Determination of trace metals accumulated and internalized by marine phytoplankton; interferences with colloidal organic matter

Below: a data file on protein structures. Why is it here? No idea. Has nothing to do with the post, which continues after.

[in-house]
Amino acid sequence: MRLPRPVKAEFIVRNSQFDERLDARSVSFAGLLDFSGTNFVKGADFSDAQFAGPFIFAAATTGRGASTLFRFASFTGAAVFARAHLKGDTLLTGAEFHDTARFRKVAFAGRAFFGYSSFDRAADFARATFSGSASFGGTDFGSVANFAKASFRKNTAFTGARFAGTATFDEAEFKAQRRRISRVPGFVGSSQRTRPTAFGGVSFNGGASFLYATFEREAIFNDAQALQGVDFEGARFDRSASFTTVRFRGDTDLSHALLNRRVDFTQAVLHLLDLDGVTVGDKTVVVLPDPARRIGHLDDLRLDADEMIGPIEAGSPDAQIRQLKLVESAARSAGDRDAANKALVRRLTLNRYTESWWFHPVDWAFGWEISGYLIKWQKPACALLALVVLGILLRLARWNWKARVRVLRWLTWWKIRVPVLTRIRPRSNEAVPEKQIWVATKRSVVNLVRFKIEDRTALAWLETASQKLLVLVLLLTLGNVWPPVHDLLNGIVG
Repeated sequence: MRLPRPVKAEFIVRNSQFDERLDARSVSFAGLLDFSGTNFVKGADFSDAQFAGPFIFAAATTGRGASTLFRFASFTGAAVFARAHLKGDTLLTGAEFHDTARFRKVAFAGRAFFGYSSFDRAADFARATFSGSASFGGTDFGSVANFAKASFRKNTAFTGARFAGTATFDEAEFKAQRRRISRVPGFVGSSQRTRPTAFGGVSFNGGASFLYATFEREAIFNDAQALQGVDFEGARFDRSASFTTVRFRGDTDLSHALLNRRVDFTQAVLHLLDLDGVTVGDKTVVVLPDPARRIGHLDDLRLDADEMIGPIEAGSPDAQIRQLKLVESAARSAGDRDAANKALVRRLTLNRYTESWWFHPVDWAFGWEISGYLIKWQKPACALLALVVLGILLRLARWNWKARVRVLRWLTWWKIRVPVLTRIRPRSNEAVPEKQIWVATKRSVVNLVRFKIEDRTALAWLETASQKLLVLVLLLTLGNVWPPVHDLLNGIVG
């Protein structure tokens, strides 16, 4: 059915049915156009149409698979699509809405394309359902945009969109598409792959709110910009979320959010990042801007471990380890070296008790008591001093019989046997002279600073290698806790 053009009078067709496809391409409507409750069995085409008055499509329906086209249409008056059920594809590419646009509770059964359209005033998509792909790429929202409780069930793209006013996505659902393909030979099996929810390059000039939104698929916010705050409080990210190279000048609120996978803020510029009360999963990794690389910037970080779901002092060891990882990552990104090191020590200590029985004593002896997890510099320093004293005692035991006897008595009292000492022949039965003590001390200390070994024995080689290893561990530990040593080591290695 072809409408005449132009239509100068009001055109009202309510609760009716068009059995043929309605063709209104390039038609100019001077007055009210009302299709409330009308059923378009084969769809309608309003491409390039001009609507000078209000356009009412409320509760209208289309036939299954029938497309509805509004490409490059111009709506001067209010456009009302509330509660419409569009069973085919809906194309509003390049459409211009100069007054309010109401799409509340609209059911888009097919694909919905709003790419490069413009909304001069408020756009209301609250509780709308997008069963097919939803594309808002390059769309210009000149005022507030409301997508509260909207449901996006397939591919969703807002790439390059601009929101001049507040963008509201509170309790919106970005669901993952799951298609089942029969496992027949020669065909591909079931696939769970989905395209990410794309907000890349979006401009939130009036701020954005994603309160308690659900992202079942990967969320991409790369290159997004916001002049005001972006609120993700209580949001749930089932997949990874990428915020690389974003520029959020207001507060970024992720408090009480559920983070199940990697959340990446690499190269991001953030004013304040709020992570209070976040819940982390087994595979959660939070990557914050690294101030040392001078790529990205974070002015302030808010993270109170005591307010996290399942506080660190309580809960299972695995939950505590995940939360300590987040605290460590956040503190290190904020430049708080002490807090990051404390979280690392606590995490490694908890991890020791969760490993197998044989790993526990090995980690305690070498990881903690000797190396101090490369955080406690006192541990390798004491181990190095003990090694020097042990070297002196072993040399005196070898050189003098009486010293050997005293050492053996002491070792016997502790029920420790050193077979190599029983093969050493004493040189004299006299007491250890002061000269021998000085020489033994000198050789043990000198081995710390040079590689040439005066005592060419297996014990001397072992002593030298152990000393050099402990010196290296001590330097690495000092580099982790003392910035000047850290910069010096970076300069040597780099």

In the present work, we study the effects that aggregation of humic acids in seawater, and its adsorption to surfaces, can have on the determination of Cu and Pb accumulation by phytoplankton within the context of metal bioavailability studies, using the diatom Thalassiosira weissflogii. Two methods commonly used for collection of algae to analyse metal content, filtration and centrifugation, were compared, and a procedure to differentiate the metal internalized by the alga from that adsorbed to cell walls-washing with 0.01 M ethylenediaminetetraacetic acid (EDTA)- was optimized for its use in seawater and in the presence of humic acids. The present results highlight the possibility of obtaining biased results if filtration is used to isolate the algae, and show that centrifugation is a more suitable procedure minimizing contribution of particulate and colloidal forms of metals to the measured cellular and intracellular metal contents. Thus a combination of centrifugation to isolate the algae from the medium with a 10 minutes washing with a washing agent composed of EDTA 0.01 M at pH 8 and NaCl and KCl to 0.5 M ionic strength is recommended to extract metals adsorbed to the surfaces of marine phytoplankton for a seawater containing humic substances. The importance of discriminating between internalized metal and total cellular metal in bioavailability studies is noted, given the different effects of humic substances on metal accumulation in the different cellular pools.